Date of this Version
E. A. Heinrichs, D. E. Johnson, J. K. Afun, D. J. Robinson. 1995. Rice pests of shifting cultivation in Côte d’Ivoire, West Africa. Pages 537-553. Fragile lives in fragile ecosystems. Proceedings of an International Conference, International Rice Research Institute, Proceedings of an international conference 13-17 February 1995, P.O. Box 933, Manila, Philippines, 976 pages.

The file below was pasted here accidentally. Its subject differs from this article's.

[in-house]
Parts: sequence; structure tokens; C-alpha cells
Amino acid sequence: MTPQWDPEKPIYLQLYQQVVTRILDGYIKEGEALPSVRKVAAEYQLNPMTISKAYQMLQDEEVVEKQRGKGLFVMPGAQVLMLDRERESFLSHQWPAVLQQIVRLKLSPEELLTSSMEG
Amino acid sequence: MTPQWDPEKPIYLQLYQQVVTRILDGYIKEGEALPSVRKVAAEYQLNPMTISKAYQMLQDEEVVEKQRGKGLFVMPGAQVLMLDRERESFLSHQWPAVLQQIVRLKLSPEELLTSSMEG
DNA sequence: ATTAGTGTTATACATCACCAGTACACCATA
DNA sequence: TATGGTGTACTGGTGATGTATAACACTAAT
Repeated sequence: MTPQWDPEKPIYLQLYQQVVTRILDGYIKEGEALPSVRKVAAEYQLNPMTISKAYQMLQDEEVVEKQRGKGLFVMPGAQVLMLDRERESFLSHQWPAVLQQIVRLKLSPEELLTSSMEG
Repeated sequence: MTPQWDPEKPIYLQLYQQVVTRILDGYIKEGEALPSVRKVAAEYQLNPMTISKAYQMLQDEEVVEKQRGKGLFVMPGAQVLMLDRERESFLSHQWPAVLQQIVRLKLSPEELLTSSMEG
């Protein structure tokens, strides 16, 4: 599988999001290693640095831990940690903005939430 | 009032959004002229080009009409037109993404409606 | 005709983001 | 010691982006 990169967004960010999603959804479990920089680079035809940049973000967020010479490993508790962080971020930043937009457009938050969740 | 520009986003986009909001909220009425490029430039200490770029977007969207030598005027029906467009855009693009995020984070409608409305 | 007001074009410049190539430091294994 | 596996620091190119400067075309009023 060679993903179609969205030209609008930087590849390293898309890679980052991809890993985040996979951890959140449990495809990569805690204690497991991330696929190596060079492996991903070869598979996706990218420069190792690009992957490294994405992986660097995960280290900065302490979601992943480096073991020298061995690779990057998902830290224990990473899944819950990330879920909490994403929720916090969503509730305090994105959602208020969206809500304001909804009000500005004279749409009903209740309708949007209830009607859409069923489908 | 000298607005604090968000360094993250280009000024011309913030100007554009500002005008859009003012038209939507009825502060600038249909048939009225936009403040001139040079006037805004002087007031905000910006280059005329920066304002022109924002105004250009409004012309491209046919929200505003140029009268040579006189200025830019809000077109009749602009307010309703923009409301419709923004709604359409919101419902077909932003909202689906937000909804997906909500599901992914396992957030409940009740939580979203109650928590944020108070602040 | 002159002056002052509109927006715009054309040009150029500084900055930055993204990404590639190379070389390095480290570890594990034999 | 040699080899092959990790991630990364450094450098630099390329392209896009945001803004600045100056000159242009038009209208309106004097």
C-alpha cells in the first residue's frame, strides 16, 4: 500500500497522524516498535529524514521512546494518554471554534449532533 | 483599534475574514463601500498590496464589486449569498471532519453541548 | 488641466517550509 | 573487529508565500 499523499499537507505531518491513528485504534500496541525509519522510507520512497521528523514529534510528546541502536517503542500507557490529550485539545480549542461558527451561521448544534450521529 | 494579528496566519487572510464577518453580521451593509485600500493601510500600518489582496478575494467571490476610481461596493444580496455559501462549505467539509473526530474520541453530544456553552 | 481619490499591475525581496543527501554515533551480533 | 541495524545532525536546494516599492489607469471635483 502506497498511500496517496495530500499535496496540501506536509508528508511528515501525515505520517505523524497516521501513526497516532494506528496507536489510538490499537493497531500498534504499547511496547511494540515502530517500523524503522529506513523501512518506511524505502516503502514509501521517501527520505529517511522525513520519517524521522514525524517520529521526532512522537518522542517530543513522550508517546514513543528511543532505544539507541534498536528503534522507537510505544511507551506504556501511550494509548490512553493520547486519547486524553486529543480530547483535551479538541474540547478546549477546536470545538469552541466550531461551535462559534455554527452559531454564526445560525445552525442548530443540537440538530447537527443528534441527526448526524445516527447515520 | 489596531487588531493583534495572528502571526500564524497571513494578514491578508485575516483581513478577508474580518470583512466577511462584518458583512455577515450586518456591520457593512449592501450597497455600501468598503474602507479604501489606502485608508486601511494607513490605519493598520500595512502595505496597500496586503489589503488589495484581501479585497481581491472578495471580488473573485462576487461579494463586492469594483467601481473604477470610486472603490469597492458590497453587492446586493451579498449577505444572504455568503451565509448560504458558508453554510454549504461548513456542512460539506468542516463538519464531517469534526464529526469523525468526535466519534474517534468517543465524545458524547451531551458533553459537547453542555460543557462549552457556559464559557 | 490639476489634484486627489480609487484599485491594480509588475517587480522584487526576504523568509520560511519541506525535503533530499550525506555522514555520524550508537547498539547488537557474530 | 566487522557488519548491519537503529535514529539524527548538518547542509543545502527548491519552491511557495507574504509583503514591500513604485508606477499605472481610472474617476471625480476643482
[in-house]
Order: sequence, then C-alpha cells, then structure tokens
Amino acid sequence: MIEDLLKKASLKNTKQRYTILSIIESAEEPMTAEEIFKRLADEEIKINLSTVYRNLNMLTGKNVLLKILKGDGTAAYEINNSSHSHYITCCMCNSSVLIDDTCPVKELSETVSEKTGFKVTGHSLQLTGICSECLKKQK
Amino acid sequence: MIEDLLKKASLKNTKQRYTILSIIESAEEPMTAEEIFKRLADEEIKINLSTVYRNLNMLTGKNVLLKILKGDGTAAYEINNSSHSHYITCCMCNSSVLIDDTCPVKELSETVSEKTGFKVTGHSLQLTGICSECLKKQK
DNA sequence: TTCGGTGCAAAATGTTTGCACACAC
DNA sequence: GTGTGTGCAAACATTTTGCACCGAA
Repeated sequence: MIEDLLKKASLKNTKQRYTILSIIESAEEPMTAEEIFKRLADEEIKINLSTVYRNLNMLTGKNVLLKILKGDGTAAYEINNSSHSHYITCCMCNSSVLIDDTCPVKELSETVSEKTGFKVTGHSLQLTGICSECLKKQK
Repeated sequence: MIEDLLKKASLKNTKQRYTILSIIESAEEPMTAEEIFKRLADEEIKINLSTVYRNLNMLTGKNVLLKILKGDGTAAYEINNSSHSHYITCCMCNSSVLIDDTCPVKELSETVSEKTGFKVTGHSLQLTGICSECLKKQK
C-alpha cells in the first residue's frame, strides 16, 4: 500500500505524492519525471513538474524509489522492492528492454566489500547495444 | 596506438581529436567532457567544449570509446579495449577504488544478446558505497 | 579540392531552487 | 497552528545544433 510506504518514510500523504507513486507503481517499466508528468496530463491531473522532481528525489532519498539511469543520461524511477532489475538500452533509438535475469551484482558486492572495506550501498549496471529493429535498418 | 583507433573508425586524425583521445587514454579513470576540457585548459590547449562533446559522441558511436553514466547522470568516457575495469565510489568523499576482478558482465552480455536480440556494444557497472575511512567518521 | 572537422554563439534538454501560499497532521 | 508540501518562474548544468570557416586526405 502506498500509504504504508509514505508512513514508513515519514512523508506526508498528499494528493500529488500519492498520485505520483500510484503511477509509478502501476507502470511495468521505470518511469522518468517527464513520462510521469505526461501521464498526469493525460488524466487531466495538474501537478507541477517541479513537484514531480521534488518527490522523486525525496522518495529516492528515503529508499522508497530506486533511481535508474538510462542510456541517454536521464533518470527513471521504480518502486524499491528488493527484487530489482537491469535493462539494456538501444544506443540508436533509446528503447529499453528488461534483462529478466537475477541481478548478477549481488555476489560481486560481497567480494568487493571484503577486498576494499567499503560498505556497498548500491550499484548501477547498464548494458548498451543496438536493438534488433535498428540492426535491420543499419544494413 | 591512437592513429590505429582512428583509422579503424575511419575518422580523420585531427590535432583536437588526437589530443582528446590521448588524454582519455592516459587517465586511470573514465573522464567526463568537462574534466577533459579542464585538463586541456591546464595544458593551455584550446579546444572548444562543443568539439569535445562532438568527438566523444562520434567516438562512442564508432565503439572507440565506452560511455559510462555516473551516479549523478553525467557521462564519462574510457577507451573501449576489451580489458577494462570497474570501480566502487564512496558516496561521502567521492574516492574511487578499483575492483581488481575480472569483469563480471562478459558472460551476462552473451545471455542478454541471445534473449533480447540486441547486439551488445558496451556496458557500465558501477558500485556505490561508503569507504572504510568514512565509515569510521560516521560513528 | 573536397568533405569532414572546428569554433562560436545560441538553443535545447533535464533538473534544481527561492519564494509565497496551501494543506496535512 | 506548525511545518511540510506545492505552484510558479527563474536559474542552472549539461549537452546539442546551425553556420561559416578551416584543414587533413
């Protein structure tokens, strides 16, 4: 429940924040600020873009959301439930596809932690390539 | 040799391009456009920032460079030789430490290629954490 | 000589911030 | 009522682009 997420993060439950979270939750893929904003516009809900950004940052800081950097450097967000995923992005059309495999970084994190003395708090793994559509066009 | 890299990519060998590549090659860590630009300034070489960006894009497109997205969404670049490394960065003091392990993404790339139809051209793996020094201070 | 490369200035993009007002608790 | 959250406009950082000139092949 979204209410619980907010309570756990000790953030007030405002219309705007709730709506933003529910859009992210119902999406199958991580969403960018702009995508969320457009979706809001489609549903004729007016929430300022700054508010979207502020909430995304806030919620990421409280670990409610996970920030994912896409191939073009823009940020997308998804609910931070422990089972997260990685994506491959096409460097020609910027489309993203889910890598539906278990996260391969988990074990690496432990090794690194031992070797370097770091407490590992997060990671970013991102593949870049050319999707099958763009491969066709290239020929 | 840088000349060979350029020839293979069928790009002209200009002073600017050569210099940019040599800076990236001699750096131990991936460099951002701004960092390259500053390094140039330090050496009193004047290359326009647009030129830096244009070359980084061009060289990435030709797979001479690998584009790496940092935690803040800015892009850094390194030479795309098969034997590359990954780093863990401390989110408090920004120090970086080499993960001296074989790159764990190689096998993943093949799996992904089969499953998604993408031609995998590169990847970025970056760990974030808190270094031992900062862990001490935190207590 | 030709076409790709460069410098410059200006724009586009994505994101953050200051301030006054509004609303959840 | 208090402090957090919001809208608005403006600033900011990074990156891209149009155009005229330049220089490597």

Traditional shifting cultivatiOn appears to be sustainable if fallow periods are sufficient to restore soil fertility, maintain soil structure and suppress pests. These traditional systems are threatened in West Africa because of increasing land pressure resulting in shorter fallow periods. Studies were conducted on farmers' fields in Côte d’lvoire to determine how fallow length affects populations of insect pests and their natural enemies and weed growth and yield losses due to weeds. Length of fallow influenced the abundance of certain arthropod species as indicated by sweep-net sampling. Populations of the stalk-eyed flies Diopsis spp., leaf·feeding beetles, and leafhoppers/spittlebugs were significantly higher in the long fallow (5-13 years) fields than in the short fallow (<3 years) fields. The natural enemy complex consisting of spiders, predaceous ladybird beetles and dragonflies/damselflies also increased with length of fallow, while fallow period had no effect on the number of assassin bugs. Ants, spiders and ground beetles (Carabidae) were most abundant in pitfall traps. Spiders were the most abundant taxa in quadrat sampling on the soil surface. Chromolaena odorata was the principal weed species in rice fields. and it dominated much of the fallow vegetation. Weed growth was less on upland areas compared with hydromorphic areas, and weed growth was greater on fields cleared after short fallow than those cleared after long fallow. Grain yields were substantially greater on researcher than on farmer weeded plots.